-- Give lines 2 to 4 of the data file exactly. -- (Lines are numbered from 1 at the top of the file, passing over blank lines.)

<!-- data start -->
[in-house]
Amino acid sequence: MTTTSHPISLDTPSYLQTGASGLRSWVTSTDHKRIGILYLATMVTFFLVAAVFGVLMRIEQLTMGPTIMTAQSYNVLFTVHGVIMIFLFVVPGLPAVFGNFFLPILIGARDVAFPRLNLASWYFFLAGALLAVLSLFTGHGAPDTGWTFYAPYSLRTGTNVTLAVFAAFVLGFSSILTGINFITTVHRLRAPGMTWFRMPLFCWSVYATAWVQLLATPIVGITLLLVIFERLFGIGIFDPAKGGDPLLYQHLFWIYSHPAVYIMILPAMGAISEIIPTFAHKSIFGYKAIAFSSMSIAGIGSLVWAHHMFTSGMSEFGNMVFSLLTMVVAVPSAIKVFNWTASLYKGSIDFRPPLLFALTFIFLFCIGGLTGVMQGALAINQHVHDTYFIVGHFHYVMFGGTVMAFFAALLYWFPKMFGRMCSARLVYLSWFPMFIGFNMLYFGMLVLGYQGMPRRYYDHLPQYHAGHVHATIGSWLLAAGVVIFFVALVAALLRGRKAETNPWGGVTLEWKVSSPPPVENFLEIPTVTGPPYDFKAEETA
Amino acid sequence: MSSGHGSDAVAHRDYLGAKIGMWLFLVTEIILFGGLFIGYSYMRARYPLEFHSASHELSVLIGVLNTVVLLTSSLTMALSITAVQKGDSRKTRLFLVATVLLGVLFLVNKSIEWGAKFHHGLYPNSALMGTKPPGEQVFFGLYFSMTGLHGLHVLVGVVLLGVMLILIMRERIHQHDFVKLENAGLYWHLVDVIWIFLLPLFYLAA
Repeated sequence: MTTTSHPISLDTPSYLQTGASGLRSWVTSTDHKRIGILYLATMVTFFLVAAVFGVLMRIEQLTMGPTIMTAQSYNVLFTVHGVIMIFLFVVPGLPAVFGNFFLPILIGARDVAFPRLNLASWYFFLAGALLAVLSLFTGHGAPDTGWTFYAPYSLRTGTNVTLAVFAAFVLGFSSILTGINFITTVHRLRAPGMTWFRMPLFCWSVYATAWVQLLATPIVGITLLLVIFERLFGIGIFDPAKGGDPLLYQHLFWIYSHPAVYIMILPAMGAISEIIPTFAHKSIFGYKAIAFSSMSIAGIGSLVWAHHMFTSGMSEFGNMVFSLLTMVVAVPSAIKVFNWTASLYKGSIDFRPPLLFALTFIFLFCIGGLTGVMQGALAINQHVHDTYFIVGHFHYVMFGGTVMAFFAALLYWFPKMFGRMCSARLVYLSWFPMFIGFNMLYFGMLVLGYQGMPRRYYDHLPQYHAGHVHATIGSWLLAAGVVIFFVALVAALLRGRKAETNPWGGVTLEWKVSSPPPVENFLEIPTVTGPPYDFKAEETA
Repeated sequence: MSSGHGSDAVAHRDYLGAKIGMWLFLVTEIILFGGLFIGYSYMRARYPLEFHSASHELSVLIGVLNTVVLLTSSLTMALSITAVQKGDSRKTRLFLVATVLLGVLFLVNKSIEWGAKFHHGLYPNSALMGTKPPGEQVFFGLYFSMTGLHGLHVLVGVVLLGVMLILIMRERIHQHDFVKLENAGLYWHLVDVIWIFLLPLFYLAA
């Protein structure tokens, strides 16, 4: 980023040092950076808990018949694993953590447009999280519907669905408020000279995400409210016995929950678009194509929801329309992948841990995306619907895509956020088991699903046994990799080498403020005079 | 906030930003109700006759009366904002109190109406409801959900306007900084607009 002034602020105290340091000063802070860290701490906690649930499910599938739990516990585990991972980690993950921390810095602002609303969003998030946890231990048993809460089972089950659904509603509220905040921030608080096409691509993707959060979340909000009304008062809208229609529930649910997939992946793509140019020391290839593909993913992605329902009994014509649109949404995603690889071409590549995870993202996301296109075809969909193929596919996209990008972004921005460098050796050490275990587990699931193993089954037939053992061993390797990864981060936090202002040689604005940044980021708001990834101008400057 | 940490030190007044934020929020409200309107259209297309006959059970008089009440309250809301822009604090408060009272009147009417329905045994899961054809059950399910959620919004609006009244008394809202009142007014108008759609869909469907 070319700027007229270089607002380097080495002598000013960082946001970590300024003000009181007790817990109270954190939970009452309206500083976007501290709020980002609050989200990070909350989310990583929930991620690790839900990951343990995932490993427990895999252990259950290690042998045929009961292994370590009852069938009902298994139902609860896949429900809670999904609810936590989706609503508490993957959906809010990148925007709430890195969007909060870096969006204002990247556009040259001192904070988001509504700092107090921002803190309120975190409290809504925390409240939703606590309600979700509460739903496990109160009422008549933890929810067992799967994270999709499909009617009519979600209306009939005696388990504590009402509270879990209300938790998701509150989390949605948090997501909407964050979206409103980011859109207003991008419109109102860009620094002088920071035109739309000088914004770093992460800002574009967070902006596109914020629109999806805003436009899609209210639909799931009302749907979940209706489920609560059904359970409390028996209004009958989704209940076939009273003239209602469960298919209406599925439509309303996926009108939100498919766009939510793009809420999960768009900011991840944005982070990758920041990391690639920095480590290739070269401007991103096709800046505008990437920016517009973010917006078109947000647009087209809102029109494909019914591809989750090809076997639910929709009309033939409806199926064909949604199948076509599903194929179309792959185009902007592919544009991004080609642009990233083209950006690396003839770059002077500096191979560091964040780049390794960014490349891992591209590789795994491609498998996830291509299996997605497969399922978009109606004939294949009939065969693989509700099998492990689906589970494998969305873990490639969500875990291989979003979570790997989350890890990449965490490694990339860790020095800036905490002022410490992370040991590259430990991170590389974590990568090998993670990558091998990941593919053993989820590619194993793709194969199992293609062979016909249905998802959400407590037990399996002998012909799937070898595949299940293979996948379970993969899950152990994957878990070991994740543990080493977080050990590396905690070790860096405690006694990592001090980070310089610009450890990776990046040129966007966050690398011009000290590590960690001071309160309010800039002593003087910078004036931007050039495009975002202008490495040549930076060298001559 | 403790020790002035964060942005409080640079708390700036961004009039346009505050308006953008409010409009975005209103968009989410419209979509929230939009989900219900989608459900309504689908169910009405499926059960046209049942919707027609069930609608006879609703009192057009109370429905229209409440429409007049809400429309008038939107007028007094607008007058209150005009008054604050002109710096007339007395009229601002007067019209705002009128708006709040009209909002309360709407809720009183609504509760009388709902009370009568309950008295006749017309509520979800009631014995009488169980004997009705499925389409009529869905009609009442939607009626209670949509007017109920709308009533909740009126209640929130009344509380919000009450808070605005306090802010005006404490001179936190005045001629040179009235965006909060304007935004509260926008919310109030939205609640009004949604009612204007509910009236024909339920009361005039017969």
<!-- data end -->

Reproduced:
Amino acid sequence: MTTTSHPISLDTPSYLQTGASGLRSWVTSTDHKRIGILYLATMVTFFLVAAVFGVLMRIEQLTMGPTIMTAQSYNVLFTVHGVIMIFLFVVPGLPAVFGNFFLPILIGARDVAFPRLNLASWYFFLAGALLAVLSLFTGHGAPDTGWTFYAPYSLRTGTNVTLAVFAAFVLGFSSILTGINFITTVHRLRAPGMTWFRMPLFCWSVYATAWVQLLATPIVGITLLLVIFERLFGIGIFDPAKGGDPLLYQHLFWIYSHPAVYIMILPAMGAISEIIPTFAHKSIFGYKAIAFSSMSIAGIGSLVWAHHMFTSGMSEFGNMVFSLLTMVVAVPSAIKVFNWTASLYKGSIDFRPPLLFALTFIFLFCIGGLTGVMQGALAINQHVHDTYFIVGHFHYVMFGGTVMAFFAALLYWFPKMFGRMCSARLVYLSWFPMFIGFNMLYFGMLVLGYQGMPRRYYDHLPQYHAGHVHATIGSWLLAAGVVIFFVALVAALLRGRKAETNPWGGVTLEWKVSSPPPVENFLEIPTVTGPPYDFKAEETA
Amino acid sequence: MSSGHGSDAVAHRDYLGAKIGMWLFLVTEIILFGGLFIGYSYMRARYPLEFHSASHELSVLIGVLNTVVLLTSSLTMALSITAVQKGDSRKTRLFLVATVLLGVLFLVNKSIEWGAKFHHGLYPNSALMGTKPPGEQVFFGLYFSMTGLHGLHVLVGVVLLGVMLILIMRERIHQHDFVKLENAGLYWHLVDVIWIFLLPLFYLAA
Repeated sequence: MTTTSHPISLDTPSYLQTGASGLRSWVTSTDHKRIGILYLATMVTFFLVAAVFGVLMRIEQLTMGPTIMTAQSYNVLFTVHGVIMIFLFVVPGLPAVFGNFFLPILIGARDVAFPRLNLASWYFFLAGALLAVLSLFTGHGAPDTGWTFYAPYSLRTGTNVTLAVFAAFVLGFSSILTGINFITTVHRLRAPGMTWFRMPLFCWSVYATAWVQLLATPIVGITLLLVIFERLFGIGIFDPAKGGDPLLYQHLFWIYSHPAVYIMILPAMGAISEIIPTFAHKSIFGYKAIAFSSMSIAGIGSLVWAHHMFTSGMSEFGNMVFSLLTMVVAVPSAIKVFNWTASLYKGSIDFRPPLLFALTFIFLFCIGGLTGVMQGALAINQHVHDTYFIVGHFHYVMFGGTVMAFFAALLYWFPKMFGRMCSARLVYLSWFPMFIGFNMLYFGMLVLGYQGMPRRYYDHLPQYHAGHVHATIGSWLLAAGVVIFFVALVAALLRGRKAETNPWGGVTLEWKVSSPPPVENFLEIPTVTGPPYDFKAEETA